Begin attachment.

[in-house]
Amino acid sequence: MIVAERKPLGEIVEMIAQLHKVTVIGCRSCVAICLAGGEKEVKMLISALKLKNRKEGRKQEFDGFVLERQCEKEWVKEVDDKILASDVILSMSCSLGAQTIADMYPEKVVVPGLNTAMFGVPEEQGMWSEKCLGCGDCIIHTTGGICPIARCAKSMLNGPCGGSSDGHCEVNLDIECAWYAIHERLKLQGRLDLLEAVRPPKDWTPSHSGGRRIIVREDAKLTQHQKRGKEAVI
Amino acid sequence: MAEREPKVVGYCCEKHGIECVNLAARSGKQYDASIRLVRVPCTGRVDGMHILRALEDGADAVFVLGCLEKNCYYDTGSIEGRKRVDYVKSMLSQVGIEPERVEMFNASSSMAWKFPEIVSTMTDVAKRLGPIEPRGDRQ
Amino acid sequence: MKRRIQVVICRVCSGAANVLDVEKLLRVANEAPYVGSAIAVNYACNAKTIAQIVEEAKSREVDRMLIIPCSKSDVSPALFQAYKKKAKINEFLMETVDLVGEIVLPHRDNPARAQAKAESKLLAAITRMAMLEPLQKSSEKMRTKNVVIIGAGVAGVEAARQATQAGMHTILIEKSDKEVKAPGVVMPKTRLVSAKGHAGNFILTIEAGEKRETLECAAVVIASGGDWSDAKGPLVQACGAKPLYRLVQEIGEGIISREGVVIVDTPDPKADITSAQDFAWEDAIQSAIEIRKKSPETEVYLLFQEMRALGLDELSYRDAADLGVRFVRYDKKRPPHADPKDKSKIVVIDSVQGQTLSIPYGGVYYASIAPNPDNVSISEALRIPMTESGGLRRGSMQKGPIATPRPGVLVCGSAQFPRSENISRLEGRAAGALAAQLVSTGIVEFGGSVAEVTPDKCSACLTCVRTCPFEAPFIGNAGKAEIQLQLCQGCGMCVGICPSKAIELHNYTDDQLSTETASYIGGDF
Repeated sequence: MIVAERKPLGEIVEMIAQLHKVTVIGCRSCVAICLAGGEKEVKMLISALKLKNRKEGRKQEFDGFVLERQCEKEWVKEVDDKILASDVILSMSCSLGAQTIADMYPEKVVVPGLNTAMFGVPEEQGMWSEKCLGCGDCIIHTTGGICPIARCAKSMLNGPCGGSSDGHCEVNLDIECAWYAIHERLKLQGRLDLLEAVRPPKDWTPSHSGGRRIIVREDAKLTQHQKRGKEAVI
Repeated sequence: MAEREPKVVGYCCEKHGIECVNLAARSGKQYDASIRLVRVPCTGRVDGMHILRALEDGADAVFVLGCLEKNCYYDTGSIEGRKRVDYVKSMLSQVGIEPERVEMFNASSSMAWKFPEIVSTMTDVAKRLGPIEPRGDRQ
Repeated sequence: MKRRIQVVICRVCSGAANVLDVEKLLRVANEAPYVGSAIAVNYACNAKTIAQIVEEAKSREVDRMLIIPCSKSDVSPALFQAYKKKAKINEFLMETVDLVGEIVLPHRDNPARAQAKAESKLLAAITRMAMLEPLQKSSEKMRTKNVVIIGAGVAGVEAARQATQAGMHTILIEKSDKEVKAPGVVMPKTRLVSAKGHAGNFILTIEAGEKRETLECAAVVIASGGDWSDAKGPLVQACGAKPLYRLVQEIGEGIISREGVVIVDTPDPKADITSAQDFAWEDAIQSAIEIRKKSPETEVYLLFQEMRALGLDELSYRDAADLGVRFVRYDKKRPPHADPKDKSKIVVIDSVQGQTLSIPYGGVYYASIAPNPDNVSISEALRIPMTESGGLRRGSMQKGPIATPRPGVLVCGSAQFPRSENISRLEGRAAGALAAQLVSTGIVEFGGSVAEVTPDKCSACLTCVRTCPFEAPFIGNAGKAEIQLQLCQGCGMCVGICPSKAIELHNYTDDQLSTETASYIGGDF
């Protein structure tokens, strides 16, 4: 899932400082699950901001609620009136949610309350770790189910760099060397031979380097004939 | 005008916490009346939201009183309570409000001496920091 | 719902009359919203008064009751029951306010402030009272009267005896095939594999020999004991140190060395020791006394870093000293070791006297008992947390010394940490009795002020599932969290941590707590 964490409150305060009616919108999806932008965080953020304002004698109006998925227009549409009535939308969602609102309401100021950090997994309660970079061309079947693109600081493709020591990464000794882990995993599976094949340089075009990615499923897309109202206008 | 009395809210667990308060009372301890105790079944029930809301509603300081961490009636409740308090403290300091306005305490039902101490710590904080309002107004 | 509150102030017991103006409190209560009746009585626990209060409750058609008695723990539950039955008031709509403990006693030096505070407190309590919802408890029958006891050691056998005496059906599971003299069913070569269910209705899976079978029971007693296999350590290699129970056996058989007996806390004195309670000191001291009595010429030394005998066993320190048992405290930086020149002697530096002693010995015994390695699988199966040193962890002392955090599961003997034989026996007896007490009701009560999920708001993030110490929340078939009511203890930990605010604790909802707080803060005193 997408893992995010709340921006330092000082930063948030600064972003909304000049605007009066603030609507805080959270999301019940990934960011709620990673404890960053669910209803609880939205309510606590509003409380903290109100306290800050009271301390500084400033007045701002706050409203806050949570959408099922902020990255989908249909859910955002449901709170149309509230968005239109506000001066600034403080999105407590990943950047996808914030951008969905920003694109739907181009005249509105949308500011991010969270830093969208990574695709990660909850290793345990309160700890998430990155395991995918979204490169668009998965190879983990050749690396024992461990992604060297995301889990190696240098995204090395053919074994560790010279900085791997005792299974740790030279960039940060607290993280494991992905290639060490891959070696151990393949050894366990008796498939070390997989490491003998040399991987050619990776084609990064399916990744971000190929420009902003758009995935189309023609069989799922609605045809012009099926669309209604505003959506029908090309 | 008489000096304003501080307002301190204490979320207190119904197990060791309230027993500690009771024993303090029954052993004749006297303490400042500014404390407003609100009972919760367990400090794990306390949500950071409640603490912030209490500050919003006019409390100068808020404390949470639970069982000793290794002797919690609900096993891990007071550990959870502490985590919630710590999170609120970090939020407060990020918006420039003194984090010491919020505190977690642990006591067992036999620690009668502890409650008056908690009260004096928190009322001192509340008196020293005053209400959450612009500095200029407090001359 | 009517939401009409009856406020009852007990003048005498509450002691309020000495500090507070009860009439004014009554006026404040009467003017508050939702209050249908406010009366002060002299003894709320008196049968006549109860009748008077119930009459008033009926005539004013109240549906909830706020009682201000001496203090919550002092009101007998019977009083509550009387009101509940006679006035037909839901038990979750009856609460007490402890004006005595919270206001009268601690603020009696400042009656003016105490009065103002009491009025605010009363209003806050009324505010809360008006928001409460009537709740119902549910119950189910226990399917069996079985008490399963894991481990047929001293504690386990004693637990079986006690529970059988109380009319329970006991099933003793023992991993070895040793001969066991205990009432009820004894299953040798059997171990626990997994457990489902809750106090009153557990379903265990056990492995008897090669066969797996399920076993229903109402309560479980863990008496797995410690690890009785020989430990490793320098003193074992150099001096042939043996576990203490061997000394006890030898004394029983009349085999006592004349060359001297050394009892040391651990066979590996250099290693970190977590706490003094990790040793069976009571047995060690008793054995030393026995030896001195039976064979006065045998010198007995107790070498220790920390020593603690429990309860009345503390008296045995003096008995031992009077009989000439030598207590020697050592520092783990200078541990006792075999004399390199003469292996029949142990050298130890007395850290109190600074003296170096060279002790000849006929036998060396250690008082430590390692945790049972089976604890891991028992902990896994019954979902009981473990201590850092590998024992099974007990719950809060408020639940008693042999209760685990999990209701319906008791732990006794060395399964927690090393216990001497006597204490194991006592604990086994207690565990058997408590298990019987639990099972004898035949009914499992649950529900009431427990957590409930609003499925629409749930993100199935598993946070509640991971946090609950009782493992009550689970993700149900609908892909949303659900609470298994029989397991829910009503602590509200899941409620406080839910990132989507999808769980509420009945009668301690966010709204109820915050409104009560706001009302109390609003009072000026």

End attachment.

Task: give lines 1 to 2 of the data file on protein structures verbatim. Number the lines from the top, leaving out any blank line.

[in-house]
Amino acid sequence: MIVAERKPLGEIVEMIAQLHKVTVIGCRSCVAICLAGGEKEVKMLISALKLKNRKEGRKQEFDGFVLERQCEKEWVKEVDDKILASDVILSMSCSLGAQTIADMYPEKVVVPGLNTAMFGVPEEQGMWSEKCLGCGDCIIHTTGGICPIARCAKSMLNGPCGGSSDGHCEVNLDIECAWYAIHERLKLQGRLDLLEAVRPPKDWTPSHSGGRRIIVREDAKLTQHQKRGKEAVI